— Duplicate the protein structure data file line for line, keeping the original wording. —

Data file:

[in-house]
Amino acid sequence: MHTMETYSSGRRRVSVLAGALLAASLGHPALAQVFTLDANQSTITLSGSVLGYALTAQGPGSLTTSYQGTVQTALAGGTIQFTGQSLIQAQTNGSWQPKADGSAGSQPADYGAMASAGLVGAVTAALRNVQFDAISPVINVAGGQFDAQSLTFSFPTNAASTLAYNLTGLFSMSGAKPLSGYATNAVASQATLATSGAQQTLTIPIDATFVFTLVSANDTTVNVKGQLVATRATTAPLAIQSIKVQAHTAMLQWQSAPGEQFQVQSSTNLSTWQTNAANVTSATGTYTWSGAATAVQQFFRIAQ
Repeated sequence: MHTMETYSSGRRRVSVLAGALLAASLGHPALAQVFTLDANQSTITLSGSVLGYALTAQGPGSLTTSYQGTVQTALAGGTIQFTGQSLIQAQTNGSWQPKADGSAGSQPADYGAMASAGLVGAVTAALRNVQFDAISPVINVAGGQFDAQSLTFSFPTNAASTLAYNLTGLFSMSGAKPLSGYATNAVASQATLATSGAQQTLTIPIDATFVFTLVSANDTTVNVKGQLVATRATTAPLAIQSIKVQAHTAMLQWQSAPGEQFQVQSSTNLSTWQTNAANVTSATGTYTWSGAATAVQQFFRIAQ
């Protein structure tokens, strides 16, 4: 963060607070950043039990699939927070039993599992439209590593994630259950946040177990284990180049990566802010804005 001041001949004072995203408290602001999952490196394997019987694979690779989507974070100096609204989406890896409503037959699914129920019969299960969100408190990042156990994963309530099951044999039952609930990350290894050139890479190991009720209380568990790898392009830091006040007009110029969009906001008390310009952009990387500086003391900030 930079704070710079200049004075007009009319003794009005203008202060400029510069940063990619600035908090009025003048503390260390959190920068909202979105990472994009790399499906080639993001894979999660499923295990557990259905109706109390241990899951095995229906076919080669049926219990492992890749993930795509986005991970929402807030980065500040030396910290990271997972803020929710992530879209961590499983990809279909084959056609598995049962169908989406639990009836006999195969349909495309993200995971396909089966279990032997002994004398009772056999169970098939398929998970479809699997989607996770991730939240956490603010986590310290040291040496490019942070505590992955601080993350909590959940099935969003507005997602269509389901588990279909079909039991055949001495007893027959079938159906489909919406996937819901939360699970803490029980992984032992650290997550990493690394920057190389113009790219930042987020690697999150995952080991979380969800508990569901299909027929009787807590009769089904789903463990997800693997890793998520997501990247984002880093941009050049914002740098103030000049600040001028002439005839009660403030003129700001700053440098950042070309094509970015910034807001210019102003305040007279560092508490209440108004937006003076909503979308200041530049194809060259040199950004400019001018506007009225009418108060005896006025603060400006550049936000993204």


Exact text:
[in-house]
Amino acid sequence: MHTMETYSSGRRRVSVLAGALLAASLGHPALAQVFTLDANQSTITLSGSVLGYALTAQGPGSLTTSYQGTVQTALAGGTIQFTGQSLIQAQTNGSWQPKADGSAGSQPADYGAMASAGLVGAVTAALRNVQFDAISPVINVAGGQFDAQSLTFSFPTNAASTLAYNLTGLFSMSGAKPLSGYATNAVASQATLATSGAQQTLTIPIDATFVFTLVSANDTTVNVKGQLVATRATTAPLAIQSIKVQAHTAMLQWQSAPGEQFQVQSSTNLSTWQTNAANVTSATGTYTWSGAATAVQQFFRIAQ
Repeated sequence: MHTMETYSSGRRRVSVLAGALLAASLGHPALAQVFTLDANQSTITLSGSVLGYALTAQGPGSLTTSYQGTVQTALAGGTIQFTGQSLIQAQTNGSWQPKADGSAGSQPADYGAMASAGLVGAVTAALRNVQFDAISPVINVAGGQFDAQSLTFSFPTNAASTLAYNLTGLFSMSGAKPLSGYATNAVASQATLATSGAQQTLTIPIDATFVFTLVSANDTTVNVKGQLVATRATTAPLAIQSIKVQAHTAMLQWQSAPGEQFQVQSSTNLSTWQTNAANVTSATGTYTWSGAATAVQQFFRIAQ
């Protein structure tokens, strides 16, 4: 963060607070950043039990699939927070039993599992439209590593994630259950946040177990284990180049990566802010804005 001041001949004072995203408290602001999952490196394997019987694979690779989507974070100096609204989406890896409503037959699914129920019969299960969100408190990042156990994963309530099951044999039952609930990350290894050139890479190991009720209380568990790898392009830091006040007009110029969009906001008390310009952009990387500086003391900030 930079704070710079200049004075007009009319003794009005203008202060400029510069940063990619600035908090009025003048503390260390959190920068909202979105990472994009790399499906080639993001894979999660499923295990557990259905109706109390241990899951095995229906076919080669049926219990492992890749993930795509986005991970929402807030980065500040030396910290990271997972803020929710992530879209961590499983990809279909084959056609598995049962169908989406639990009836006999195969349909495309993200995971396909089966279990032997002994004398009772056999169970098939398929998970479809699997989607996770991730939240956490603010986590310290040291040496490019942070505590992955601080993350909590959940099935969003507005997602269509389901588990279909079909039991055949001495007893027959079938159906489909919406996937819901939360699970803490029980992984032992650290997550990493690394920057190389113009790219930042987020690697999150995952080991979380969800508990569901299909027929009787807590009769089904789903463990997800693997890793998520997501990247984002880093941009050049914002740098103030000049600040001028002439005839009660403030003129700001700053440098950042070309094509970015910034807001210019102003305040007279560092508490209440108004937006003076909503979308200041530049194809060259040199950004400019001018506007009225009418108060005896006025603060400006550049936000993204």